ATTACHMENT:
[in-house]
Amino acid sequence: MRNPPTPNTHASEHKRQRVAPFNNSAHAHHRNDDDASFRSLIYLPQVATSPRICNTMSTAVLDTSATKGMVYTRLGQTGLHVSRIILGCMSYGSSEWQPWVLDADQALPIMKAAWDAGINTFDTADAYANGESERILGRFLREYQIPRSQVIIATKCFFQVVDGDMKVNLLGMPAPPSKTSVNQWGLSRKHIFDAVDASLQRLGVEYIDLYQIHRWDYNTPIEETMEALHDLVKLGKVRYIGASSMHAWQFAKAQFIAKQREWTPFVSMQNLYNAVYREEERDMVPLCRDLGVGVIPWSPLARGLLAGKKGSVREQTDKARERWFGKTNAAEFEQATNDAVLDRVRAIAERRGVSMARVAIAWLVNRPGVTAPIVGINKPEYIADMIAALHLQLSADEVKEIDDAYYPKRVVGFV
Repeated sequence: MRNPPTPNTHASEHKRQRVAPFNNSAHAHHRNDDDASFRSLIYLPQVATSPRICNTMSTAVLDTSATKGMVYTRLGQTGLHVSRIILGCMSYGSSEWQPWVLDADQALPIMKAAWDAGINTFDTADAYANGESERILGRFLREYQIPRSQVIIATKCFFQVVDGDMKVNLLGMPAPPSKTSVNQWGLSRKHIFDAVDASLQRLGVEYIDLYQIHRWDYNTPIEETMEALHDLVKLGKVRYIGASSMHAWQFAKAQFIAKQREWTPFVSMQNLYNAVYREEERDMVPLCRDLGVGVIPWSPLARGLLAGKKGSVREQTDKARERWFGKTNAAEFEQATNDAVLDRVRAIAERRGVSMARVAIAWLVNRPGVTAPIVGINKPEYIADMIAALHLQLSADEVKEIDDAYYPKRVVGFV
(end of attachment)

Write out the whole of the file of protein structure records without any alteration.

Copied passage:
[in-house]
Amino acid sequence: MRNPPTPNTHASEHKRQRVAPFNNSAHAHHRNDDDASFRSLIYLPQVATSPRICNTMSTAVLDTSATKGMVYTRLGQTGLHVSRIILGCMSYGSSEWQPWVLDADQALPIMKAAWDAGINTFDTADAYANGESERILGRFLREYQIPRSQVIIATKCFFQVVDGDMKVNLLGMPAPPSKTSVNQWGLSRKHIFDAVDASLQRLGVEYIDLYQIHRWDYNTPIEETMEALHDLVKLGKVRYIGASSMHAWQFAKAQFIAKQREWTPFVSMQNLYNAVYREEERDMVPLCRDLGVGVIPWSPLARGLLAGKKGSVREQTDKARERWFGKTNAAEFEQATNDAVLDRVRAIAERRGVSMARVAIAWLVNRPGVTAPIVGINKPEYIADMIAALHLQLSADEVKEIDDAYYPKRVVGFV
Repeated sequence: MRNPPTPNTHASEHKRQRVAPFNNSAHAHHRNDDDASFRSLIYLPQVATSPRICNTMSTAVLDTSATKGMVYTRLGQTGLHVSRIILGCMSYGSSEWQPWVLDADQALPIMKAAWDAGINTFDTADAYANGESERILGRFLREYQIPRSQVIIATKCFFQVVDGDMKVNLLGMPAPPSKTSVNQWGLSRKHIFDAVDASLQRLGVEYIDLYQIHRWDYNTPIEETMEALHDLVKLGKVRYIGASSMHAWQFAKAQFIAKQREWTPFVSMQNLYNAVYREEERDMVPLCRDLGVGVIPWSPLARGLLAGKKGSVREQTDKARERWFGKTNAAEFEQATNDAVLDRVRAIAERRGVSMARVAIAWLVNRPGVTAPIVGINKPEYIADMIAALHLQLSADEVKEIDDAYYPKRVVGFV